An Ocean Fall's Christmas party
The company would host a Christmas party for the mill operators and the mill staff every year. These parties would take place in the Martin Inn ballroom, which also had room for dinner tables. They were very nice parties, especially because it was rare to have large parties in town during the year. Everybody would show up in their best clothes and some of the men were in tuxedos. I remember one such party. We had finished our nice Christmas dinner. There was an open bar and it was very busy. The dancing had started and we were all dancing with someone else's wife. It must have been around 12:30 or perhaps as late as 1:00 AM when the big steam whistle over at the mill starting blowing. We counted the blows of the whistle and thus knew, that there was a fire in the mill. People who were supposed to respond to such a problem and also those who were not , staggered across the bridge to the mill to find, that there was a fire in the No. 1 machine dryer sections. This was a big fire, a typical dryer fire, not much flame but lots of smoke. In spite of all the lights being on in the machine room ceiling, we could barely find our way around due to smoke. There were long walkways mounted high up on the side of the dryer sections and people were running on these walkways with fire hoses. I must admit, it is one of the most funny scenes I have ever seen, since everybody were running around in three-piece suits and tuxedos while dragging fire hoses behind them. We got the fire out but it was too late to go back to the party and honestly, our clothes would not have presented themselves well if we had returned. Certainly one good way to remember a Christmas party at Ocean Falls.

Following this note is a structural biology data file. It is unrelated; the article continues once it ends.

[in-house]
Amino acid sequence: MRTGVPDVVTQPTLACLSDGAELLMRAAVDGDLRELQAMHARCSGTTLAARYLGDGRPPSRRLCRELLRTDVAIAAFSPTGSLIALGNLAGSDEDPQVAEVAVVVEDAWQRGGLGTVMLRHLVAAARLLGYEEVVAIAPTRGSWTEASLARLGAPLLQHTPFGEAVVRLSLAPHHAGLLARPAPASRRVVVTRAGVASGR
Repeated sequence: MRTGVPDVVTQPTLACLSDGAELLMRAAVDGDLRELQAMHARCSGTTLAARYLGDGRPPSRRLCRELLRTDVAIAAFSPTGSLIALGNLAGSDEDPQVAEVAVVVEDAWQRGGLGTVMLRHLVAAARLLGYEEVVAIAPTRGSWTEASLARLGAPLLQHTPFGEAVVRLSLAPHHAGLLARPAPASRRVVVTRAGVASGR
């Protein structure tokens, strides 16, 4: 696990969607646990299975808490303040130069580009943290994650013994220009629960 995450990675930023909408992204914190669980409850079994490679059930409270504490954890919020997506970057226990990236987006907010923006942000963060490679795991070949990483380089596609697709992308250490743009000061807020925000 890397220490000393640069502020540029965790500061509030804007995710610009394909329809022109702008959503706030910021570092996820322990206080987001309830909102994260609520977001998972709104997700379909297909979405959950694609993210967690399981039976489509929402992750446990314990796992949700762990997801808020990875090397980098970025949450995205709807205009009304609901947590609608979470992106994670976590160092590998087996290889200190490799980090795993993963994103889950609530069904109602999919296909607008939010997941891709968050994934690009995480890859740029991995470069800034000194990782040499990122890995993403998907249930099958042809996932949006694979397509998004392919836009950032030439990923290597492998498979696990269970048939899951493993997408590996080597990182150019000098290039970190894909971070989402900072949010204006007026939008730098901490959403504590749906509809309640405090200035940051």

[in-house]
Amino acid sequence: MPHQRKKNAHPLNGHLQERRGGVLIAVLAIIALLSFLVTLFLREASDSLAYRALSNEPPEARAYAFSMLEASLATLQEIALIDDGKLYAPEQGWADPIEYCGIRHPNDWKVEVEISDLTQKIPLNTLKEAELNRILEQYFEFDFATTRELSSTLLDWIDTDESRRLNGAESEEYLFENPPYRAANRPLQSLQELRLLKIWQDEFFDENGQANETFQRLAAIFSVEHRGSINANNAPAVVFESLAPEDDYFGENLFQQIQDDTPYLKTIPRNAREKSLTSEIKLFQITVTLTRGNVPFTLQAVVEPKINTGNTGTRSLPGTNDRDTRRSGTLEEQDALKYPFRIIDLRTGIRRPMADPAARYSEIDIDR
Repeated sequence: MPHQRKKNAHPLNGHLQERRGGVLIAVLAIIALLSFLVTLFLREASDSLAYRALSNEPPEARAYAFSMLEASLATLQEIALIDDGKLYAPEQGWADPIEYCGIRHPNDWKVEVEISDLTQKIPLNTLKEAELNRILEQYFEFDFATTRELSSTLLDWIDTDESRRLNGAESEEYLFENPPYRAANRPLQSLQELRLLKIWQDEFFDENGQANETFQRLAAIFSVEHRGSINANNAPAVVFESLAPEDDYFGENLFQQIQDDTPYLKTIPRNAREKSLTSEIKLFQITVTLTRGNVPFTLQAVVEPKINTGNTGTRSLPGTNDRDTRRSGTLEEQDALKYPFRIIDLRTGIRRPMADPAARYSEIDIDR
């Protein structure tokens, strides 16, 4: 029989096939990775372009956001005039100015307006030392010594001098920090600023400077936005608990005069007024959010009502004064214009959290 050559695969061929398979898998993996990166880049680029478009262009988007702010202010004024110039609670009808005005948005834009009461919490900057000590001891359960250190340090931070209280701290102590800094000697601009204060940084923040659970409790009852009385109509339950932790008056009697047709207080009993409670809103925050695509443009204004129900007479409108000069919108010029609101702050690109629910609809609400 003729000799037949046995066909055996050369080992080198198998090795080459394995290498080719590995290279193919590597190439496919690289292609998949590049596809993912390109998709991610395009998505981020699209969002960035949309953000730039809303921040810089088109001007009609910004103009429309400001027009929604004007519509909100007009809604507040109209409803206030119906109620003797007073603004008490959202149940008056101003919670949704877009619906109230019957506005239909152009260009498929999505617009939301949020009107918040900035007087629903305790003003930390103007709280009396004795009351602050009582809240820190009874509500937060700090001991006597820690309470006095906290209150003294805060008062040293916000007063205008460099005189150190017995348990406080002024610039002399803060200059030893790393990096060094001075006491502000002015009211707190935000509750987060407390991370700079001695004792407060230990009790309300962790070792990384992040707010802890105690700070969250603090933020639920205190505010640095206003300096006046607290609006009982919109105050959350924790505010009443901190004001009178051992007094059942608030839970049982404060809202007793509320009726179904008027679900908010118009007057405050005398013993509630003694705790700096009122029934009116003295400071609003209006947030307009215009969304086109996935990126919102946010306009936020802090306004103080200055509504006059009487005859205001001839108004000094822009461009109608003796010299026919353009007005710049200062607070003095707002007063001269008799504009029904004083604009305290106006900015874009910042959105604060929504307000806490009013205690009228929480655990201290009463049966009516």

By the way, it was not uncommon to get fires within a dryer section. The paper dust was everywhere inside the dryer hood in thick layers, some areas even soaked with lubricating oil. All the steam heated dryer rolls were supported and running in sleeve bearings which needed constant lubrication. The paper machine was equipped with a centralized lubrication system. Should the oil flow fail to one of the bearings it would not take long before a fire would start due to the overheated bearing. These fires were stubborn fires to put out, since the fire would glow within the heavy paper dust layers that could not get enough oxygen to support an open flame. Something else to consider when fighting a dryer fire was not to spray cold water on the dryer rolls. The dryer rolls were fabricated of cast steel and cold water on a hot roll could cause the roll casing to crack thereby destroying the dryer roll.